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November 04, 2019

How many artificial sweeteners are in your child's food? It's unclear

American Association of Pediatrics calls for research into health effects of sweeteners

Healthy Eating Children's Health
Diet Coke Artificial Sweetener NeONBRAND/Unsplash

The American Association of Pediatrics is calling for nutrition labels to list the amounts of artificial sweeteners included in food and beverages.

The American Academy of Pediatrics recently published a report calling for more research into the types of sweeteners most commonly found in our food and drink and their effect on children's health. 

Non-nutritive sweeteners are used in place of sugars to sweeten beverages, food and other products. But they "contain few or no calories or nutrients" and some "are not metabolized, meaning that they pass through the digestive tract essentially unchanged," according to the Cleveland Clinic.

The report, "The Use of Nonnutritive Sweeteners in Children," outlines the AAP's concerns regarding sweeteners. 

Detailed information on nonnutritive or artificial sweeteners is not provided on nutrition labels. Food manufacturers only are required to list nonnutritive sweeteners among the ingredients – not the amounts used. 

Providing that information is crucial, according to the AAP. Parents unknowingly may be purchasing food and beverages containing high amounts of sweeteners in an effort to reduce the sugar intake of their children. Sweeteners may contribute to the risk of type 2 diabetes and obesity.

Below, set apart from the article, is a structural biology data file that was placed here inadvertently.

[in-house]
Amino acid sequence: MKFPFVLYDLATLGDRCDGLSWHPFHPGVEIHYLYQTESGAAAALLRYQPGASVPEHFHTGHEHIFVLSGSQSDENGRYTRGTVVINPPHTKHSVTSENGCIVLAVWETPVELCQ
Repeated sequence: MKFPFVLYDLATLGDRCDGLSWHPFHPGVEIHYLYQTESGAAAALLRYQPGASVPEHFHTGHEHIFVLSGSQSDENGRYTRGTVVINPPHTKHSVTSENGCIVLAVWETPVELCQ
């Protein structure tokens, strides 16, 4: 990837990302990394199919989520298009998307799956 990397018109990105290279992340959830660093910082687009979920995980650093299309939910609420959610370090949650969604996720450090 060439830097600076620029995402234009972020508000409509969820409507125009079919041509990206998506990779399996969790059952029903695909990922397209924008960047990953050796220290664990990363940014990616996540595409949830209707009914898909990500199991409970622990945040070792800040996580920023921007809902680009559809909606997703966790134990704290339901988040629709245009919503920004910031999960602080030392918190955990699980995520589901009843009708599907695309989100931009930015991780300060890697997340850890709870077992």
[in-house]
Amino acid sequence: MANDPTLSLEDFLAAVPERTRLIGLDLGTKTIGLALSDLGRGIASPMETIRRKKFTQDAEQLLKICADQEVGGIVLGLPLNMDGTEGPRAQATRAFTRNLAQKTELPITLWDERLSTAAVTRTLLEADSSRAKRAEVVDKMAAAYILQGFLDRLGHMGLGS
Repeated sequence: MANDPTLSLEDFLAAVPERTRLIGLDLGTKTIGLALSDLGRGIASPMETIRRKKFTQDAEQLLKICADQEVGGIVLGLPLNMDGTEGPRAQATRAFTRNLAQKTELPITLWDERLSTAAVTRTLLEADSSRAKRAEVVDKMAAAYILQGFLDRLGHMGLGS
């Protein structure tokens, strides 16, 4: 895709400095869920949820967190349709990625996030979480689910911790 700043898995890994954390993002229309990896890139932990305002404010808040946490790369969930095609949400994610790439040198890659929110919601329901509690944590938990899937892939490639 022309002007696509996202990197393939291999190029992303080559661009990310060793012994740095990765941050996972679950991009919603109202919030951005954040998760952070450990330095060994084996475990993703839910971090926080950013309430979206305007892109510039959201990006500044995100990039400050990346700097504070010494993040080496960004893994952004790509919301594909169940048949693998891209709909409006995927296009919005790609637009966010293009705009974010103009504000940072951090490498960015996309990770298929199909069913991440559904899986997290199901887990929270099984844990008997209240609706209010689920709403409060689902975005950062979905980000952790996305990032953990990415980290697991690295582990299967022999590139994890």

"Considering how many children are regularly consuming these products – which have become ubiquitous – we should have a better understanding of how they impact children's longterm health," Dr. Carissa Baker-Smith, lead author and a pediatric cardiologist, said in a statement to

According to the AAP, about 80% of children consume a nonnutritive or artificial sweetener on a daily basis. The eight nonnutritive sweeteners currently approved by the U.S. Food and Drug Administration include:

• Saccharin: Most commonly found in some yogurt and low-sugar jelly
• Aspartame: Found in some diet sodas, Jell-O, Equal and NutraSweet
• Acesulfame potassium, also known as acesulfame K: Found in some packaged fruit labeled as No Sugar Added, SlimFast, and some diet sodas
• Sucralose: The AAP report's authors found this to be one of the most popular sweeteners in the products they investigated
• Neotame: A sweetener found in Sunny Delight and some protein shakes and chewing gum
• Advantame: A common sweetener in beverages and cooking and baking products
• Stevia: The FDA has labeled Stevia as "generally recognized as safe"
• Luo Han Guo/Monk Fruit: Also listed by the FDA as "generally recognized as safe," but more testing is still needed on this sweetener, according to the Center for Science in the Public Interest (CSPI)

The CSPI warns that saccharin, aspartame, acesulfame potassium and sucralose should be completely avoided. Some studies have suggested that aspartame, sucralose and saccharin may increase cancer risk.

"Consumers and parents have the right to know what types and how much nonnutritive sweeteners are in products so that they have the ability to make informed choices," health economist Shu Wen Ng told Healthline.

She added that better labelling will also make it easier for researchers to better study these sweeteners. provides a list of healthier sugar alternatives like blackstrap molasses, date sugar (in place of brown sugar in recipes), raw honey (in moderation), 100% coconut sugar and pure maple syrup. 

For the full AAP report, click here.

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